# Blog Tags

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## How to Hire the Right Math Tutor

The Three Biggest Pitfalls in Hiring a Tutor and How to Handle Them When searching for a tutor there are three major things you need to have in place to ensure a good experience. Having a good tutor can be a great benefit far more bang for your buck than classroom education, but there are three...

## Absolute Value and Square Roots

Absolute values often show up in problems involving square roots. That’s because you can’t take the square root of a negative number without introducing imaginary numbers (those involving $i = \sqrt{-1}$ ). Example 1: Simplify $\sqrt{x^{2}}$ This problem looks deceptively simple. Many students...

## Absolute Value and Logarithms

Absolute Value and Logarithms Absolute values often turn up unexpectedly in problems involving logarithms. That’s because you can’t take the log of a negative number. Let’s first review the definition of the logarithm function: Logb x = y ⇔ by = x (The double arrow is a bi-conditional, which means...

## L’Hospital’s Rule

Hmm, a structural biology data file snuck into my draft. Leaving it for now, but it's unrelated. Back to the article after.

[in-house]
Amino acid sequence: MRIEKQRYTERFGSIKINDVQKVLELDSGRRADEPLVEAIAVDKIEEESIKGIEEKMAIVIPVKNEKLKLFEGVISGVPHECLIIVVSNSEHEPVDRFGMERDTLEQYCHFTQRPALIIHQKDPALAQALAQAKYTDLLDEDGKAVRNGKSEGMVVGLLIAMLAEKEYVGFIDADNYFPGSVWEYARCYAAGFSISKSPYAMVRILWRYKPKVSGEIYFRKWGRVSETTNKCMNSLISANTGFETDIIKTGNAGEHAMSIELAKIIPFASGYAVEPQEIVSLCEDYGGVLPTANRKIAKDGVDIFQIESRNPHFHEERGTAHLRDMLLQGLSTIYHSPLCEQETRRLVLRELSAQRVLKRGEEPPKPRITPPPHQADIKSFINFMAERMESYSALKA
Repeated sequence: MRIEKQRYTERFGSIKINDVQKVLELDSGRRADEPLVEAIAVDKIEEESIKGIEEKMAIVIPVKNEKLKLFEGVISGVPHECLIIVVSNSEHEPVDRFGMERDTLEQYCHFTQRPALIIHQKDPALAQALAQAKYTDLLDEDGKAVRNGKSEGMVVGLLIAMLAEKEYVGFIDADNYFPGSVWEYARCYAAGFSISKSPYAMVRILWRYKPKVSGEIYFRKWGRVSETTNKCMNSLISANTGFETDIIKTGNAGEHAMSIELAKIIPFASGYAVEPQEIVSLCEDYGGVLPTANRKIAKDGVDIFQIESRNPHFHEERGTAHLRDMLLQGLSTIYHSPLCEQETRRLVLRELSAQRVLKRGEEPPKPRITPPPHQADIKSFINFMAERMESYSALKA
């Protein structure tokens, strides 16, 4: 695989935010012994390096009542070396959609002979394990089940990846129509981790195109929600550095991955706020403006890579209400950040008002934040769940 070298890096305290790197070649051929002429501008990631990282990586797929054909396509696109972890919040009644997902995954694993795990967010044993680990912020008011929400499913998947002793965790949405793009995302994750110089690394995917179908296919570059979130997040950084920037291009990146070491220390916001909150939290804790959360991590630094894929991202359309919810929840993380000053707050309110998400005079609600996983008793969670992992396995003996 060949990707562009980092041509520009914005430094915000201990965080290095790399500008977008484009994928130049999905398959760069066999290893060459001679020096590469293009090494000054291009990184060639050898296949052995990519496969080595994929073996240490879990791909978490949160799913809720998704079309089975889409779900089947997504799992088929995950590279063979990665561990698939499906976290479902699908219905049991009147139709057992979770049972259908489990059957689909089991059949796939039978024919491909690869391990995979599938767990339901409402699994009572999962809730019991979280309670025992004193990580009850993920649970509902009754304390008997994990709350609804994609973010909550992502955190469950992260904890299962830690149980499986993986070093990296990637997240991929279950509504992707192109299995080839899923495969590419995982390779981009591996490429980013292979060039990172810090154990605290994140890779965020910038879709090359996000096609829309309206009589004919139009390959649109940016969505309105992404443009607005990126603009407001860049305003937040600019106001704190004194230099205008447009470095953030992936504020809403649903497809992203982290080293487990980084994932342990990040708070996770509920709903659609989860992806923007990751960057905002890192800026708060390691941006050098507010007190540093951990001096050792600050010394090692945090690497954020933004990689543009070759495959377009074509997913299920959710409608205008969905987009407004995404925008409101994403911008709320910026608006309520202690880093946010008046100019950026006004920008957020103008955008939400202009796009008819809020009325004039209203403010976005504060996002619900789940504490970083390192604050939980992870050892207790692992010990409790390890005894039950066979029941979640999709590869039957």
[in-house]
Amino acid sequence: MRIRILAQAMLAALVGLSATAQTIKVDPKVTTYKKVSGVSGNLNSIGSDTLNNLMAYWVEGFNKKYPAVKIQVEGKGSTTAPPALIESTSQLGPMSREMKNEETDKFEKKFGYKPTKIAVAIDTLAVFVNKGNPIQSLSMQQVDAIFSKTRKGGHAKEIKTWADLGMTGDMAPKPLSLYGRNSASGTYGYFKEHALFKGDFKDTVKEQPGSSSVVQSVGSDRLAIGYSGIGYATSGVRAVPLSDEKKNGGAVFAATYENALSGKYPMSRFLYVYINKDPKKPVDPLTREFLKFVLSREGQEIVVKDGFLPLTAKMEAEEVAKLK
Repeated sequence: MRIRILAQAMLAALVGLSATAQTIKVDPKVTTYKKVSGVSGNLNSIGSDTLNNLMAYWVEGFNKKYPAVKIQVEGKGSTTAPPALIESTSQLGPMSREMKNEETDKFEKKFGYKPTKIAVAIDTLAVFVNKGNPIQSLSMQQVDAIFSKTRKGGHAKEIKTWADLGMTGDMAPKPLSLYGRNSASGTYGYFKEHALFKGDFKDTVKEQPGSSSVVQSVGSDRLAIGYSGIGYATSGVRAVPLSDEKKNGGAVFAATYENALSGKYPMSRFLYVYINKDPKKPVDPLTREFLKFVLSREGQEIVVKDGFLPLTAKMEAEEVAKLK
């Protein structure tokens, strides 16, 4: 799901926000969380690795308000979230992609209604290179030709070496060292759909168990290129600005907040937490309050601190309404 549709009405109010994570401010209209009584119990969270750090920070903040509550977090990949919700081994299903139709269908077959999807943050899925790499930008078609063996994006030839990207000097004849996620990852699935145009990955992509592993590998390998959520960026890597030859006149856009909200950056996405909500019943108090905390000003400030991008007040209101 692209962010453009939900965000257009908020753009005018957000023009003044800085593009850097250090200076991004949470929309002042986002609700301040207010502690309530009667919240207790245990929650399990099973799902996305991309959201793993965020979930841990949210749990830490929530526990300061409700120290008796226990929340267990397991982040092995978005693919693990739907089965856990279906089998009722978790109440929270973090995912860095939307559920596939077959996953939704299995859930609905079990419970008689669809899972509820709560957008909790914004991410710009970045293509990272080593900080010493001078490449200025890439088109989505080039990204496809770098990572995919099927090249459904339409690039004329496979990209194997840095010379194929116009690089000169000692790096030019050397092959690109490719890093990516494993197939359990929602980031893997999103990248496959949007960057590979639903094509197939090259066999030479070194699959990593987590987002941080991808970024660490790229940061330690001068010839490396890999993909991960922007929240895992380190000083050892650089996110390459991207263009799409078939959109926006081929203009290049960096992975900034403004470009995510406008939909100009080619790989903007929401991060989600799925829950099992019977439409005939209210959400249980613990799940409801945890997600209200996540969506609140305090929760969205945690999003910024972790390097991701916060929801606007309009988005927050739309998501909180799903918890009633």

L’Hospital’s Rule is a useful way to evaluate tricky limits. It is most often used for limits of indeterminate form. The rule is as follows: If $f(x)$ and $g(x)$ are differentiable on some interval around the number $a$ (or if $a=\infty$, $f(x)$ and $g(x)$ are differentiable for all...

## Algebraic Groups

Introduction to Algebraic Groups One of the most fundamental algebraic structures in mathematics is the group. A group is a set of elements paired with an operation that satisfies the following four conditions: I. It is closed under an operation (represented here by “+”, although it does not...

## Algebraic Rings

Introduction to Algebraic Rings An algebraic ring is one of the most fundamental algebraic structures. It builds off of the idea of algebraic groups by adding a second operation  (For more information please review our article on groups). For rings we often use the notation of addition and...

## Modular Arithmetic & Fermat’s Little Theorem

Modular arithmetic is a way of counting in which the numbers wrap around after reaching a certain value. The clock is often used as an analogy. While time always progresses forward, the 12-hour clock “resets” to 1 after passing 12 (13 o’clock is equivalent to 1 o’clock). If we replace 12 with 0,...